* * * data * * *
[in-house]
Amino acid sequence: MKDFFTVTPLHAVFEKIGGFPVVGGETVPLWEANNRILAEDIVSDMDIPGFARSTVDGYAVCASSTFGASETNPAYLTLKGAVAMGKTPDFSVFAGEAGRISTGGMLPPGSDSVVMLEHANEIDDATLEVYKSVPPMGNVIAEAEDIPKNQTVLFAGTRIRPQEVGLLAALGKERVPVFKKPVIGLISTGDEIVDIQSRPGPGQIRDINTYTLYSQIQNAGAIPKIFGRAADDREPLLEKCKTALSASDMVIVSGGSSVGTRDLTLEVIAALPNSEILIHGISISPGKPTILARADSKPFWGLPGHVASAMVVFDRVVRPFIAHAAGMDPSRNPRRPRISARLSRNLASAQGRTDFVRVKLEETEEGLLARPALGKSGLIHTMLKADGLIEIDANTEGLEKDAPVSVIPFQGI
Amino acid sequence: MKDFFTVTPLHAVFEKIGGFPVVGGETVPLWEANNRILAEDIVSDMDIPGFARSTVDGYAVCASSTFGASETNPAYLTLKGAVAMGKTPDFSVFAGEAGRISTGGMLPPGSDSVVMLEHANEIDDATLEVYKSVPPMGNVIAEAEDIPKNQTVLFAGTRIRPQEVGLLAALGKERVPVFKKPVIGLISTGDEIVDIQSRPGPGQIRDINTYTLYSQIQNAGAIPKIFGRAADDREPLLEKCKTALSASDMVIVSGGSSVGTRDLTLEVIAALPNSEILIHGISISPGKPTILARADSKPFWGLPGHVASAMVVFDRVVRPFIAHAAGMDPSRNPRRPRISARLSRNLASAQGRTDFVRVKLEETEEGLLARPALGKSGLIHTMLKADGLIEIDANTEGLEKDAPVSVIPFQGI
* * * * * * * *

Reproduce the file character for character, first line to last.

[in-house]
Amino acid sequence: MKDFFTVTPLHAVFEKIGGFPVVGGETVPLWEANNRILAEDIVSDMDIPGFARSTVDGYAVCASSTFGASETNPAYLTLKGAVAMGKTPDFSVFAGEAGRISTGGMLPPGSDSVVMLEHANEIDDATLEVYKSVPPMGNVIAEAEDIPKNQTVLFAGTRIRPQEVGLLAALGKERVPVFKKPVIGLISTGDEIVDIQSRPGPGQIRDINTYTLYSQIQNAGAIPKIFGRAADDREPLLEKCKTALSASDMVIVSGGSSVGTRDLTLEVIAALPNSEILIHGISISPGKPTILARADSKPFWGLPGHVASAMVVFDRVVRPFIAHAAGMDPSRNPRRPRISARLSRNLASAQGRTDFVRVKLEETEEGLLARPALGKSGLIHTMLKADGLIEIDANTEGLEKDAPVSVIPFQGI
Amino acid sequence: MKDFFTVTPLHAVFEKIGGFPVVGGETVPLWEANNRILAEDIVSDMDIPGFARSTVDGYAVCASSTFGASETNPAYLTLKGAVAMGKTPDFSVFAGEAGRISTGGMLPPGSDSVVMLEHANEIDDATLEVYKSVPPMGNVIAEAEDIPKNQTVLFAGTRIRPQEVGLLAALGKERVPVFKKPVIGLISTGDEIVDIQSRPGPGQIRDINTYTLYSQIQNAGAIPKIFGRAADDREPLLEKCKTALSASDMVIVSGGSSVGTRDLTLEVIAALPNSEILIHGISISPGKPTILARADSKPFWGLPGHVASAMVVFDRVVRPFIAHAAGMDPSRNPRRPRISARLSRNLASAQGRTDFVRVKLEETEEGLLARPALGKSGLIHTMLKADGLIEIDANTEGLEKDAPVSVIPFQGI